Venom is a band whose contributions to metal are so powerful that it is difficult to accept that they are also guilty of releasing “Cast In Stone.” The year was 1997, and with worm Castings on Stone the band released their first full-length album to showcase the Cronos-Abaddon-Mantas lineup since “Possessed” back in 1985. Reuniting with the same intensity, chemistry, and passion displayed by a divorced couple chatting while picking up their children from a neutral location, Venom offers definitive proof that an all star lineup can mean absolutely nothing. Sometimes people wonder how bad music can really be when everything is produced fine and everyone pretty much knows how to play their instruments - this is the answer. While production and performance traits are typically regarded as strengths, they only make things worse here by allowing Venom to more clearly convey how awful the album is. Don’t waste your time listening to this. Each one of the 14 songs is awful, each riff is awful, and each syllable gargling or growling out of Cronos’s mouth is awful. Ideas like “passion” and “feel” can be really intangible with music until you hear an album like this that is completely lacking in both. As the band goes through the motions of making music, everything becomes so predictable that you essentially suffer through the entire faux-Venom album just by hearing the first note. Similar to post-traumatic stress syndrome.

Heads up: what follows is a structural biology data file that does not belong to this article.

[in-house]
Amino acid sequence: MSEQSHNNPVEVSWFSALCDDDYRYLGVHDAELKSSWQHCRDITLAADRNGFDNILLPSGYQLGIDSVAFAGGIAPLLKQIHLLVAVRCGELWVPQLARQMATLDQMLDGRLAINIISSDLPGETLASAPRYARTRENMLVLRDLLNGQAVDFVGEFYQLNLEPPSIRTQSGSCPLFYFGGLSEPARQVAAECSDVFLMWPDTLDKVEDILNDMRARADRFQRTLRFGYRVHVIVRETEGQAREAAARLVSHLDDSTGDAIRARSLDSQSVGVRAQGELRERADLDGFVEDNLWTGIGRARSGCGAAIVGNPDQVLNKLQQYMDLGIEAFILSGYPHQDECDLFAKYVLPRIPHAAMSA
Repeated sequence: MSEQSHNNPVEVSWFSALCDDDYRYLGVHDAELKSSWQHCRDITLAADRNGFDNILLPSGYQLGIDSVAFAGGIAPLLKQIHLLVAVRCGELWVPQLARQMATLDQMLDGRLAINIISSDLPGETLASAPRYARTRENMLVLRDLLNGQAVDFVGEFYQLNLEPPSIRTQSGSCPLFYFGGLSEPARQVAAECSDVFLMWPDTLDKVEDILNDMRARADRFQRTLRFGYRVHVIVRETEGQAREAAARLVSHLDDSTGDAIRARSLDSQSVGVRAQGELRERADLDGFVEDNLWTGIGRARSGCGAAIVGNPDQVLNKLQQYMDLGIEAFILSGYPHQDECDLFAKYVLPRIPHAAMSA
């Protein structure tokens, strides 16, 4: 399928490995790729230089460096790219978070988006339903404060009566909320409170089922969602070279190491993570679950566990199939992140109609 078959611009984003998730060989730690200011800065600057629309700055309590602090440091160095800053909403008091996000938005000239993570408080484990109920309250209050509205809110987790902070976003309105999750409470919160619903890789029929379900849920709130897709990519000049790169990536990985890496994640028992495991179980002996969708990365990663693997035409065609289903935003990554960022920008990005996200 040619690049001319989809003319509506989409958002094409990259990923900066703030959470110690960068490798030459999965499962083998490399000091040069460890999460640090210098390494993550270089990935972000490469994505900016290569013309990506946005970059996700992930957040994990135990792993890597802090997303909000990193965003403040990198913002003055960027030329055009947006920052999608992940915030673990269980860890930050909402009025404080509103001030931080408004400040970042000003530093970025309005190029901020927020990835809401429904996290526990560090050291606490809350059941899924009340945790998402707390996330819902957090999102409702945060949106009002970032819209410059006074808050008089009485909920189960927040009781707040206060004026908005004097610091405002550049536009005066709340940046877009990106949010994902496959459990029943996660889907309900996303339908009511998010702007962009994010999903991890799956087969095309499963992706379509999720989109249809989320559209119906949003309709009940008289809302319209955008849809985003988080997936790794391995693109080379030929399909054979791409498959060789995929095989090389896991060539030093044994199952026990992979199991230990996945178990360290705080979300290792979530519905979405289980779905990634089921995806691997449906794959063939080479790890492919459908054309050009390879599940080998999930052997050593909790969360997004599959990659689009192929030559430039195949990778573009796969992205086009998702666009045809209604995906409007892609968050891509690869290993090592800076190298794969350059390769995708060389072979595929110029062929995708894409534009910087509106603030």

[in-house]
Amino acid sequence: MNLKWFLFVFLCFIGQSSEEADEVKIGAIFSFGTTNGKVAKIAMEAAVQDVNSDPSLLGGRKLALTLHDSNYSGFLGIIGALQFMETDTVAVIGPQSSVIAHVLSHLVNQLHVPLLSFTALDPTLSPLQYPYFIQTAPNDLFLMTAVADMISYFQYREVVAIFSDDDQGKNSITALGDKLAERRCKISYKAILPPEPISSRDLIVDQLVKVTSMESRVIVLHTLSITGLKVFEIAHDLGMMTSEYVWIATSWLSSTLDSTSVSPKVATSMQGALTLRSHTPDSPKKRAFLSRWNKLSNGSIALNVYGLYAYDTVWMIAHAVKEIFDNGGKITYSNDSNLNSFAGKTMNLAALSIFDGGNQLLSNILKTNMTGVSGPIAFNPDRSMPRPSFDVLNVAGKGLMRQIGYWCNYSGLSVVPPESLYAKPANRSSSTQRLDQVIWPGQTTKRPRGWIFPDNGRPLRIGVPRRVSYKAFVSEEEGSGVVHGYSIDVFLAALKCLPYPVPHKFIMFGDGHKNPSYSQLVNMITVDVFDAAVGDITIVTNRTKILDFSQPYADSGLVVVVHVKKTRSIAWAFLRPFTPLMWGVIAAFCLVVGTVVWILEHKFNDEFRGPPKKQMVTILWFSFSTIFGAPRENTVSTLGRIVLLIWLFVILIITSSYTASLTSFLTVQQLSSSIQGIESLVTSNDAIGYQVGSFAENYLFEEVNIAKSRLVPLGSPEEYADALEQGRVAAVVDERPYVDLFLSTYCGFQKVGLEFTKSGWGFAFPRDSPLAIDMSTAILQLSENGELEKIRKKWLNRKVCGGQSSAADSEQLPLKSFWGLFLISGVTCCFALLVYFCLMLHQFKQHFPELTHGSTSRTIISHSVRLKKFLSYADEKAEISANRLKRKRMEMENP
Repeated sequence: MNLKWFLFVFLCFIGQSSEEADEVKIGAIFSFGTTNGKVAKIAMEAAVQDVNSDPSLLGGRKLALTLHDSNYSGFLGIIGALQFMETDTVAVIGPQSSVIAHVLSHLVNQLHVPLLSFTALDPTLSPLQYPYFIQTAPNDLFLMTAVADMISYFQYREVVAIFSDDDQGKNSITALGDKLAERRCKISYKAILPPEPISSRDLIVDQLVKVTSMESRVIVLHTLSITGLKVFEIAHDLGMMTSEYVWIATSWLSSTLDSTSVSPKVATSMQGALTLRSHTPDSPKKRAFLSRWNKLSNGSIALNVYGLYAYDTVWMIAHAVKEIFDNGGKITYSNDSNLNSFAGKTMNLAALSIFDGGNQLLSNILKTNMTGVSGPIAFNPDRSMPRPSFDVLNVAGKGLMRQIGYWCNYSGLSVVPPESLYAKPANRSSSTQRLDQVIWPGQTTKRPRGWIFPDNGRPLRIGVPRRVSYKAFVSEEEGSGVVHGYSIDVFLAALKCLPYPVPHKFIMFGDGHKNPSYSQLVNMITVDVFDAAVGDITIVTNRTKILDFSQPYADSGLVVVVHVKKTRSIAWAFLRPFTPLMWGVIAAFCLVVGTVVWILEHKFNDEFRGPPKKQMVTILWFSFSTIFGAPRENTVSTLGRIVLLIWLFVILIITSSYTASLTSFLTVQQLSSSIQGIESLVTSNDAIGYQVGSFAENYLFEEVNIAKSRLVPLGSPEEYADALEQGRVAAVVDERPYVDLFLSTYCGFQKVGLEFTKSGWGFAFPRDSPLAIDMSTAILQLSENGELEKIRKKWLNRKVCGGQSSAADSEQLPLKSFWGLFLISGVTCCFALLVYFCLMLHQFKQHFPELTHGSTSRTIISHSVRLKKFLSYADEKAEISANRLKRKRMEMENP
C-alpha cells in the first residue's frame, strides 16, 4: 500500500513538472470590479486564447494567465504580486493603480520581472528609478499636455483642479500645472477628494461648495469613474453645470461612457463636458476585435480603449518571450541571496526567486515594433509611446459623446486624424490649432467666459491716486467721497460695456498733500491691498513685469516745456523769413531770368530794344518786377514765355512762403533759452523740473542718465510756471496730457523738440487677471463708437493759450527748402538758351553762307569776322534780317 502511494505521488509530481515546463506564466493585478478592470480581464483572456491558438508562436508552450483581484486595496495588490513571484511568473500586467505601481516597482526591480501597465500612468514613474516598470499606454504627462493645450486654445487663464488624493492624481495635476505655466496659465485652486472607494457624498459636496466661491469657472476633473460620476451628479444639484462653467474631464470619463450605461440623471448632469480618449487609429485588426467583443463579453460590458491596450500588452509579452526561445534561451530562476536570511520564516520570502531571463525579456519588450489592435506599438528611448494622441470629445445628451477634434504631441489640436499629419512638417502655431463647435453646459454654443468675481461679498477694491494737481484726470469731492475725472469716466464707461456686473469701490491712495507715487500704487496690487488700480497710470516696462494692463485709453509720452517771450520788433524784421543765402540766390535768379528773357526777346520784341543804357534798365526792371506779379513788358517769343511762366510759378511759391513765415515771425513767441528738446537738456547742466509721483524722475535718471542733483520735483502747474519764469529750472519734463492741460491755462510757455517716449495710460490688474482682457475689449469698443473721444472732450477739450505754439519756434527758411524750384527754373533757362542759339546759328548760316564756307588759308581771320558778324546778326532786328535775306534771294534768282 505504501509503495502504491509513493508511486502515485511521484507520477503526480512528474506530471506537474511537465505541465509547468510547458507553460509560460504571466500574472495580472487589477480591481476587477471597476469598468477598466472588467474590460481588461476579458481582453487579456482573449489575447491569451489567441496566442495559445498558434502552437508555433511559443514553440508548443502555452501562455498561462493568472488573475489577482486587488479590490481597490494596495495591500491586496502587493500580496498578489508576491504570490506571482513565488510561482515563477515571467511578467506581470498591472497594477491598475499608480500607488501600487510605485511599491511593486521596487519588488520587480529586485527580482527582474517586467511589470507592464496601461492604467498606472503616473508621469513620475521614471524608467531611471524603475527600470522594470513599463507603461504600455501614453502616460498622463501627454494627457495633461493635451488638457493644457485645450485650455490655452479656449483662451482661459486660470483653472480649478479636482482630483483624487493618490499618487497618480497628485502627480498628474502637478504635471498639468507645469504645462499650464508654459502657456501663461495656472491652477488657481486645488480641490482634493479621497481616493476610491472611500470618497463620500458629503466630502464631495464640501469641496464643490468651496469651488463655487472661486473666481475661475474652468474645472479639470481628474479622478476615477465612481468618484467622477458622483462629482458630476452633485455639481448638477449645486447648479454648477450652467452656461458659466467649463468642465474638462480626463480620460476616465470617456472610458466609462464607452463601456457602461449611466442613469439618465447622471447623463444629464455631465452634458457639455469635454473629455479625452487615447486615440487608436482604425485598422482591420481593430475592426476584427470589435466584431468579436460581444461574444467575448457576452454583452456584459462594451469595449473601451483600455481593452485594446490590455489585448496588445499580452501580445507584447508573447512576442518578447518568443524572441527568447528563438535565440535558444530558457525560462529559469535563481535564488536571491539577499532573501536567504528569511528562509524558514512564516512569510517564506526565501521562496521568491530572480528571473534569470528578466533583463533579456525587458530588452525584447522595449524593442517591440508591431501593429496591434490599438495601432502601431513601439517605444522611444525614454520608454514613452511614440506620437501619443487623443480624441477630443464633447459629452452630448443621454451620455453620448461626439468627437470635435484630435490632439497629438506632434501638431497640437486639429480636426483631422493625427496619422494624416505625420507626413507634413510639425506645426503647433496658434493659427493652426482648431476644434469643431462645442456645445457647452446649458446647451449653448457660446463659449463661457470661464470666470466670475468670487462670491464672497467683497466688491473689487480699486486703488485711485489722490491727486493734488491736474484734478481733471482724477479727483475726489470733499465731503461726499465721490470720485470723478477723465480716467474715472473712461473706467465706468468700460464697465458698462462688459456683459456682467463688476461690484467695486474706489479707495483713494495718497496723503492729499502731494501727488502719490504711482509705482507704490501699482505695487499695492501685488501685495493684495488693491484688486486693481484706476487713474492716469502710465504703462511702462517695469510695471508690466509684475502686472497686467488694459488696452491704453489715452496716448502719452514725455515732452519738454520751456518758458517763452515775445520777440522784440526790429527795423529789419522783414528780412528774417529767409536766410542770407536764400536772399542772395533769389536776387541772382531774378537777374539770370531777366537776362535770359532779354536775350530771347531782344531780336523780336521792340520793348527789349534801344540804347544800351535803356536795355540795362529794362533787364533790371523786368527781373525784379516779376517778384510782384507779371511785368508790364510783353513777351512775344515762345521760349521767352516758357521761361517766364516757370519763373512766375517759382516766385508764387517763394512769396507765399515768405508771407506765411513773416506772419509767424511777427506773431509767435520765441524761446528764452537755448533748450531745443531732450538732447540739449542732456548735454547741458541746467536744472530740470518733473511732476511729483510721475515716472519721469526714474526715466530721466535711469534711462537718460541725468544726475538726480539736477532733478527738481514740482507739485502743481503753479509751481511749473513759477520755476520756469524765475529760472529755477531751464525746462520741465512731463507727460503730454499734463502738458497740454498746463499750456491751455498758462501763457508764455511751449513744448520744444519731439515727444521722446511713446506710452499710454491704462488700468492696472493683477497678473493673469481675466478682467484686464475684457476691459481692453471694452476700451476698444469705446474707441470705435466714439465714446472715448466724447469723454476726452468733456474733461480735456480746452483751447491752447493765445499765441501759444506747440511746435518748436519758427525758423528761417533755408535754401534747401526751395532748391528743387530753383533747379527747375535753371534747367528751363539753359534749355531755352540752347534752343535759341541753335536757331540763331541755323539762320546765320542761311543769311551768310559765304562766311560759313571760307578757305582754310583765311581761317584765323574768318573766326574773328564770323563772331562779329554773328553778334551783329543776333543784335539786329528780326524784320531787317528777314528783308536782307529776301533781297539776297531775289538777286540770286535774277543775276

Venom probably reunited for around one hour and simply recorded the meeting because there couldn’t have been any premeditated thought behind writing these songs. This process would have meant that everyone was on the same page musically, so the band had to devolve into predictable, pathetic, and poppy song structures and rock pastiches. Now, no one can accuse Venom of having ever been a technical band. But, when you have endless pop-rock styled “hooks” in your songs and pandering choruses, it is a depressingly far cry from the band’s influential and edgier past. Compare the gang chants on the infantile song “Infectious” that stupidly spurt out each of the word’s syllables “In” “fec” “tous” every fifteen seconds, with the classic “Teacher’s Pet” where gang chants of drunken revelry create the sense of genuine juvenile lust and ribaldry. This album is a shamefully bald attempt to go in a more commercial route to become popular again. On each song you can tell which small bit of crap you are supposed to remember and shout to your headbanger friends. Interviews from around the time even show Abaddon citing Marilyn Manson as an influence. If that doesn’t make you reach for the nearest antacid to counteract the vomit in the back of your throat, then maybe this album is for you. But when you have shit like the two notes that make up half of “Domus Mundi” farting around until the sun explodes, it is hard to imagine anyone liking this. (That particular song also has an appearance of “shitty 90’s robot voice,” which for those too young to know, was a megaphone type vocal effect used to ruin songs before musical criminals adopted autotune.)